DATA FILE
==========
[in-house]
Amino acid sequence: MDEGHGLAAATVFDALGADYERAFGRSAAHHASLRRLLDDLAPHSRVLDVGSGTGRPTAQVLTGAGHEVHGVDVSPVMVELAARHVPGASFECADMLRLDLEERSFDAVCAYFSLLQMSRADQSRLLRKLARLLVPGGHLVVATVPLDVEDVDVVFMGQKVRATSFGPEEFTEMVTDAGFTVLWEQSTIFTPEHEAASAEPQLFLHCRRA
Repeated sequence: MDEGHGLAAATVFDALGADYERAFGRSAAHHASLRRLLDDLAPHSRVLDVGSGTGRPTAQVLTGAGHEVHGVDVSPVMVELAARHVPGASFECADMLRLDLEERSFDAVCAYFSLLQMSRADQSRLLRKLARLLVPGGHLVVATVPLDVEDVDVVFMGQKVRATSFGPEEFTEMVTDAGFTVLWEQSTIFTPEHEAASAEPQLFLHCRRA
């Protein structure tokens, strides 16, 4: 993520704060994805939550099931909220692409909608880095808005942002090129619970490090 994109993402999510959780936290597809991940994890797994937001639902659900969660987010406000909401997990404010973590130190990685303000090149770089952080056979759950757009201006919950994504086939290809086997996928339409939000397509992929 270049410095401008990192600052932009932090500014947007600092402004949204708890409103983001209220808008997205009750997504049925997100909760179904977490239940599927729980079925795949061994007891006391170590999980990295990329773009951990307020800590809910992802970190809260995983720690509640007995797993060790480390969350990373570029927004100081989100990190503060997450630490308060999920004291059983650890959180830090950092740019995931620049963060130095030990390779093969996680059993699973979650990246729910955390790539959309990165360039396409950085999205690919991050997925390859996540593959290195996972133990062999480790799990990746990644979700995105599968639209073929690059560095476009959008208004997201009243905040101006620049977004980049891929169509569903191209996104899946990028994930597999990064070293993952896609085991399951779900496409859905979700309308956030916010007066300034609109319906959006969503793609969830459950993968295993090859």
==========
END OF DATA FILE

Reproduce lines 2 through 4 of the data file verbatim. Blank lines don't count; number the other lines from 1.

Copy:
Amino acid sequence: MDEGHGLAAATVFDALGADYERAFGRSAAHHASLRRLLDDLAPHSRVLDVGSGTGRPTAQVLTGAGHEVHGVDVSPVMVELAARHVPGASFECADMLRLDLEERSFDAVCAYFSLLQMSRADQSRLLRKLARLLVPGGHLVVATVPLDVEDVDVVFMGQKVRATSFGPEEFTEMVTDAGFTVLWEQSTIFTPEHEAASAEPQLFLHCRRA
Repeated sequence: MDEGHGLAAATVFDALGADYERAFGRSAAHHASLRRLLDDLAPHSRVLDVGSGTGRPTAQVLTGAGHEVHGVDVSPVMVELAARHVPGASFECADMLRLDLEERSFDAVCAYFSLLQMSRADQSRLLRKLARLLVPGGHLVVATVPLDVEDVDVVFMGQKVRATSFGPEEFTEMVTDAGFTVLWEQSTIFTPEHEAASAEPQLFLHCRRA
């Protein structure tokens, strides 16, 4: 993520704060994805939550099931909220692409909608880095808005942002090129619970490090 994109993402999510959780936290597809991940994890797994937001639902659900969660987010406000909401997990404010973590130190990685303000090149770089952080056979759950757009201006919950994504086939290809086997996928339409939000397509992929 270049410095401008990192600052932009932090500014947007600092402004949204708890409103983001209220808008997205009750997504049925997100909760179904977490239940599927729980079925795949061994007891006391170590999980990295990329773009951990307020800590809910992802970190809260995983720690509640007995797993060790480390969350990373570029927004100081989100990190503060997450630490308060999920004291059983650890959180830090950092740019995931620049963060130095030990390779093969996680059993699973979650990246729910955390790539959309990165360039396409950085999205690919991050997925390859996540593959290195996972133990062999480790799990990746990644979700995105599968639209073929690059560095476009959008208004997201009243905040101006620049977004980049891929169509569903191209996104899946990028994930597999990064070293993952896609085991399951779900496409859905979700309308956030916010007066300034609109319906959006969503793609969830459950993968295993090859």